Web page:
Photo by Karolina Grabowska: https://www.pexels.com/photo/putting-soil-in-pots-4750383/
When we think of compost, we think of top-dressing for vegetables. We might also think of mucky odors, including the smell of animal manure and other rotted delights. So what’s the consensus on using compost for indoor plants?
What is compost?
Compost is organic matter that has decomposed into its simplest chemical parts. Anything that came from a plant or animal can end up as compost: paper, leaves, grass, fruits, vegetables, wood, or coffee grounds can all be added.
Microbes found in the natural environment are what speed the process of decomposition along. Once broken down into their simple chemical parts, the organic matter releases all the valuable minerals that it once contained into its surroundings, ready to be taken up by plant roots.
Compost is full of the three main nutrients that plants need to grow and maintain themselves. These are nitrogen, phosphorus, and potassium.
An important ingredient in compost is humic acid, and good quality compost will contain about 5 percent of this substance. The chemical increases the negative charge of soil particles, allowing them to cling onto positively charged ions of elements like sodium, potassium, magnesium, calcium, and zinc that plants need to grow.
Can I add compost to indoor plants?
Some indoor plants will love compost in their potting mixture. These will generally be rainforest species like ficus elastica, philodendron, and begonia or inhabitants of damp forests like Pilea.
Ferns from both tropical rainforests and temperate woodlands will really benefit from the moisture retaining properties of a high quality compost.
These plants evolved in the dark, dense undergrowth of tightly packed forests where lots of rotting organic matter from trees and animals form a natural compost rich in mineral nutrients.
Since tropical rainforests also tend to be very moist and humid places, plants like ficus or monstera do well in a compost-rich potting mix. Compost is a naturally heavy material compared to other potting mediums like perlite, coconut coir, or sand and it is much better at sucking up any water you put in it.
Orchids are one tropical species that likes high-quality compost but due to their specific needs, it is best to buy a purpose-made orchid compost.
Drought-loving cacti and some succulents will prefer less compost in their mixes. For these species, mineral materials like perlite and sand should be the dominant component of their potting mixtures.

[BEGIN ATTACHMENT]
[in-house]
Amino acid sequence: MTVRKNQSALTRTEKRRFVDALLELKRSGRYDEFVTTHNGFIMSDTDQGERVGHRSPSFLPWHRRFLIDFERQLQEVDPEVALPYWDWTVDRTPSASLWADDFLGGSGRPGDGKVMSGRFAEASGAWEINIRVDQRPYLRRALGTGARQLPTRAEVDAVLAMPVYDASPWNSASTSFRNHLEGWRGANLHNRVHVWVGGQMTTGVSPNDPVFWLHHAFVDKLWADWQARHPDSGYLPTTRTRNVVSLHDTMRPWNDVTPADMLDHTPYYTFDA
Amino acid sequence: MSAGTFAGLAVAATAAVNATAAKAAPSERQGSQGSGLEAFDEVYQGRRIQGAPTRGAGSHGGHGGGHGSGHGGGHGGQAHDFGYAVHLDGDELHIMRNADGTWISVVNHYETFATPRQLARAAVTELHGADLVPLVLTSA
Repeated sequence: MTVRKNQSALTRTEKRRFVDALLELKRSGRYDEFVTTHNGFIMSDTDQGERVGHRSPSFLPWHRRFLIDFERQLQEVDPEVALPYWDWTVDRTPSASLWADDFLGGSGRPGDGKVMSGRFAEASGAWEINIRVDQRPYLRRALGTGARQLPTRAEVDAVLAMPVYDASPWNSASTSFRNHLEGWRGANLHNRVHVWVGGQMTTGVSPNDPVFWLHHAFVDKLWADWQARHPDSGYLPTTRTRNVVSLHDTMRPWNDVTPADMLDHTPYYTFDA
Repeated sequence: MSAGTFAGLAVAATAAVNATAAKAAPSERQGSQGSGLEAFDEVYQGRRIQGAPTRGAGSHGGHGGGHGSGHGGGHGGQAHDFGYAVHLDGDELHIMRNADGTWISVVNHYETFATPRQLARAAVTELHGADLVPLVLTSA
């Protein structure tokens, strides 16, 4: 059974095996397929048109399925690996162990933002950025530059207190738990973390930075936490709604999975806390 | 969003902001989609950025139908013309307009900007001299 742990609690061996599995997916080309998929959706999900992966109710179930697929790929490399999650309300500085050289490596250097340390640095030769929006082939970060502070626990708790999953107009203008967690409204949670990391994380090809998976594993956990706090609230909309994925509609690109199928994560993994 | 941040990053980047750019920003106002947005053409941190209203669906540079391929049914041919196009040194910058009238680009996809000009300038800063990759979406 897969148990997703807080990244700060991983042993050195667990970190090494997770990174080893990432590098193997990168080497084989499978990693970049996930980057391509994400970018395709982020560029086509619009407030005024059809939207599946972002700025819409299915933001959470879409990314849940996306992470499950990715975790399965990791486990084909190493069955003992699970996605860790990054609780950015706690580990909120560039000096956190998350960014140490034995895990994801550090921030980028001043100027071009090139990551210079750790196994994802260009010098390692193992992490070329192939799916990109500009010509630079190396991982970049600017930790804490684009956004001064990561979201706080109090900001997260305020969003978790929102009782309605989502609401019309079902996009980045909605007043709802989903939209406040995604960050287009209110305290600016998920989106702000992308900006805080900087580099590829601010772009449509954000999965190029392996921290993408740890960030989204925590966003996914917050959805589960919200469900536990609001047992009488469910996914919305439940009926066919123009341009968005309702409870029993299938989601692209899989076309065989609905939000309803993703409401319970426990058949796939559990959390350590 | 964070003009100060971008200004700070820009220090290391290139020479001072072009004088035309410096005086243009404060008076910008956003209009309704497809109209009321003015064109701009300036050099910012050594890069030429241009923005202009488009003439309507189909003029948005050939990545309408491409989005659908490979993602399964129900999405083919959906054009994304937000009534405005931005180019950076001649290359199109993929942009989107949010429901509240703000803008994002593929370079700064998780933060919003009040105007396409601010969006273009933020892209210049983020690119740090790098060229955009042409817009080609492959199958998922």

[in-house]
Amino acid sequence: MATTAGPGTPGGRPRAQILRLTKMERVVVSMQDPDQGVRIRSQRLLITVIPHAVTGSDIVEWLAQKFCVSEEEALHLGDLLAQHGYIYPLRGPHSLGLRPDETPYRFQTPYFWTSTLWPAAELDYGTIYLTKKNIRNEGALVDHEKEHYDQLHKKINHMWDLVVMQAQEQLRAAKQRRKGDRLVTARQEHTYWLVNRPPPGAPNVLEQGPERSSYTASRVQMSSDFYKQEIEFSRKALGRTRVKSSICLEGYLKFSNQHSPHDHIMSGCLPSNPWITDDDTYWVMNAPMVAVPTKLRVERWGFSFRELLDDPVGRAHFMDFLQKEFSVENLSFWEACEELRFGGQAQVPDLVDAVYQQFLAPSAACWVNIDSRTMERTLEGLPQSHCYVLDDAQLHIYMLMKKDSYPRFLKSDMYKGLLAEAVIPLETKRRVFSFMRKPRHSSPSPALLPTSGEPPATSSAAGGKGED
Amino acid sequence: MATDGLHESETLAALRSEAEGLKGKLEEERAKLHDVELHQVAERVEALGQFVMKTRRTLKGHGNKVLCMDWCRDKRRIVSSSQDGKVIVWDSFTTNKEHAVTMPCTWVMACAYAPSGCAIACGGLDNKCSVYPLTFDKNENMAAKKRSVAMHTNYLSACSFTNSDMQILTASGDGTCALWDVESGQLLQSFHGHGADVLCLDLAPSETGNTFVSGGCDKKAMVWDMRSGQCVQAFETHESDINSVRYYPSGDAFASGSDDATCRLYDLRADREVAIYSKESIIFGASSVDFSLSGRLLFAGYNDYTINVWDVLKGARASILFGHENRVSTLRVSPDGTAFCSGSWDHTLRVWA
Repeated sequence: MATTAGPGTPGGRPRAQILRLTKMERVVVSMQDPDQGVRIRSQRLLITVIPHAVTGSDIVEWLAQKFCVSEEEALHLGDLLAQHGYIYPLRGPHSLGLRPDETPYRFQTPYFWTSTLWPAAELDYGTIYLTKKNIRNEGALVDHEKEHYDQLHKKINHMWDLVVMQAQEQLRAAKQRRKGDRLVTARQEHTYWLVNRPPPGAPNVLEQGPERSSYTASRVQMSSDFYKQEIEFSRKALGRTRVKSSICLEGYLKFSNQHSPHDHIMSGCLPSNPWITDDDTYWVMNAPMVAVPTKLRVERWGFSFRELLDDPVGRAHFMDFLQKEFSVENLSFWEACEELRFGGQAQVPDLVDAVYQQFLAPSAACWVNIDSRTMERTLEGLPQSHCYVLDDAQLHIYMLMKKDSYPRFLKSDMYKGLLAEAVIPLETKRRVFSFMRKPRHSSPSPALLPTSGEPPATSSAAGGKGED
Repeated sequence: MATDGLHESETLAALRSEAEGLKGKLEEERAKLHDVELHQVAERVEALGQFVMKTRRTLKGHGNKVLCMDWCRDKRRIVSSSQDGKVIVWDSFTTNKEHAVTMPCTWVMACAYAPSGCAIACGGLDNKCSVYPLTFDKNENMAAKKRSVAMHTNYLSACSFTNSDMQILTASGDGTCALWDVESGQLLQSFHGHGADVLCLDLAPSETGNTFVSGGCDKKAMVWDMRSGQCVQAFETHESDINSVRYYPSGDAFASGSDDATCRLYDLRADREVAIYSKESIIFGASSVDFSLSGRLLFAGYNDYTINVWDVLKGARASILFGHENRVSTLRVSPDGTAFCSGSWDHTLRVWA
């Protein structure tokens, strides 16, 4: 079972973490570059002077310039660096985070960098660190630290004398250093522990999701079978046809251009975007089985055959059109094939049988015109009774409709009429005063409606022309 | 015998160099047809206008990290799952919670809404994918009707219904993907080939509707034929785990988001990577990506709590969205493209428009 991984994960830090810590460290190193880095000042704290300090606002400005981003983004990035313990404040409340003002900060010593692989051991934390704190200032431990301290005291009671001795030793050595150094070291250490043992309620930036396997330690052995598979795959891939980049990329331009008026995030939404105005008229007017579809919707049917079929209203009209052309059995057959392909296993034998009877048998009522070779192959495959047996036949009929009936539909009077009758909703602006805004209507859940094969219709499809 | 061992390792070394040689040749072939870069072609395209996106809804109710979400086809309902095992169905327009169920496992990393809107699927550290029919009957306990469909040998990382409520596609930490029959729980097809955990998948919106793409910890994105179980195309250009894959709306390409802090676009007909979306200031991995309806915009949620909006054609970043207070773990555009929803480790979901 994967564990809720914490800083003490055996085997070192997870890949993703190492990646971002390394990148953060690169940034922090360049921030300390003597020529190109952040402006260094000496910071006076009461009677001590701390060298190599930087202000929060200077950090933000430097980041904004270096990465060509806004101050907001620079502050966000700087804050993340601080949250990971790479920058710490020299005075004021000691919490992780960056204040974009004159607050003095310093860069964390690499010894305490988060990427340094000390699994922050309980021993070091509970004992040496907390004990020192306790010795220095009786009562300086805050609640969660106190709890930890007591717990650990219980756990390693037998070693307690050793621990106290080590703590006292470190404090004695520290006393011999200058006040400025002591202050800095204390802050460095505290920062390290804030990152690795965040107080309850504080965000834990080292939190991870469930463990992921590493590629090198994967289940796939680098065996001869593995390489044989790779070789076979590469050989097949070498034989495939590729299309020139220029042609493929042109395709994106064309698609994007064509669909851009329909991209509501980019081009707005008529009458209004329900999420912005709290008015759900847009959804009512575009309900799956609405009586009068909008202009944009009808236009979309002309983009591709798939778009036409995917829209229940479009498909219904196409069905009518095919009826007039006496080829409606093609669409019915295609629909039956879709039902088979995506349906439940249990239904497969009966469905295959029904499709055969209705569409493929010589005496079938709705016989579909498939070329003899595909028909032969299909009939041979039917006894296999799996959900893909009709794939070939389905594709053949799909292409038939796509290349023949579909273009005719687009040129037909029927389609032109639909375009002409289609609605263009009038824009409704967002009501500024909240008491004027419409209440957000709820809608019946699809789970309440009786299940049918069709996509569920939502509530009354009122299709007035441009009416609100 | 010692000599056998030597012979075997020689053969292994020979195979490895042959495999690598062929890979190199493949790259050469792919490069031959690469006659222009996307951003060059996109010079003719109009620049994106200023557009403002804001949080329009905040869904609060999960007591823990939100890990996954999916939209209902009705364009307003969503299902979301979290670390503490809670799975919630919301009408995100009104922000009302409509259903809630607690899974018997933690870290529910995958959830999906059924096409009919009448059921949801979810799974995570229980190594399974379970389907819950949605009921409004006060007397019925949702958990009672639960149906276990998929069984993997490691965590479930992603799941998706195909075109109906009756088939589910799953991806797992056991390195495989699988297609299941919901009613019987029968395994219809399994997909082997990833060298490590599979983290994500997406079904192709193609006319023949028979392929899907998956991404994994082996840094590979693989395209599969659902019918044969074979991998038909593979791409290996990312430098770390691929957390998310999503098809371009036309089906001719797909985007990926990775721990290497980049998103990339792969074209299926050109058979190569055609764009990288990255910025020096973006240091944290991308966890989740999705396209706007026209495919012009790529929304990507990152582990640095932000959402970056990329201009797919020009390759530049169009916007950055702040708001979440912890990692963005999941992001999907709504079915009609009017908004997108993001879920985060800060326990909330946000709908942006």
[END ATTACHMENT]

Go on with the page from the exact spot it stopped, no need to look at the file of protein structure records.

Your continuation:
Cacti that like the driest conditions will do well in almost pure mineral materials like pertlie with just a few tablespoons of compost mixed in for added nutrients. Those that need slightly more moisture will appreciate a mixture of one part compost to two parts mineral potting material.
Problems with adding compost to indoor plants
There are many benefits to using compost for your indoor plants, but there are caveats.
Houseplants can't thrive in compost alone. You should always mix the compost with materials of a different texture in at least a 2:1 ratio (2 parts compost to one part lighter material). This even applies to tropical houseplants that generally need heavier organic potting mixes.
Adding lighter materials like horticultural sand, perlite, or coconut coir to compost is necessary because, unlike in a natural tropical environment, your plants are growing inside a container with a limited volume of soil. Too much heavy potting material like compost can easily lead to waterlogging.
In these conditions, excess water cannot drain away easily and can easily become waterlogged. Too much water in the soil pushes out those all-essential air pockets that provide a flow of oxygen to the roots. Depriving roots of oxygen leads to root rot and, eventually, your plant will die.
Adding other materials into the compost mix is also advisable because, over time, the compost will continue to break down as it sits in the pot. As this happens, it can start sinking to the bottom of the pot. Horticultural sand or perlite will prevent the soil from becoming too hard and compacted.
Another potential problem with using compost indoors is that it may be harboring unwanted pests that can infect your plants.
To prevent pests from sneaking into your home, you should bake the compost in the oven at temperatures between 275 to 300 degrees Fahrenheit. Make sure you turn the compost over after ten minutes of baking so that it is sterilized right the way through.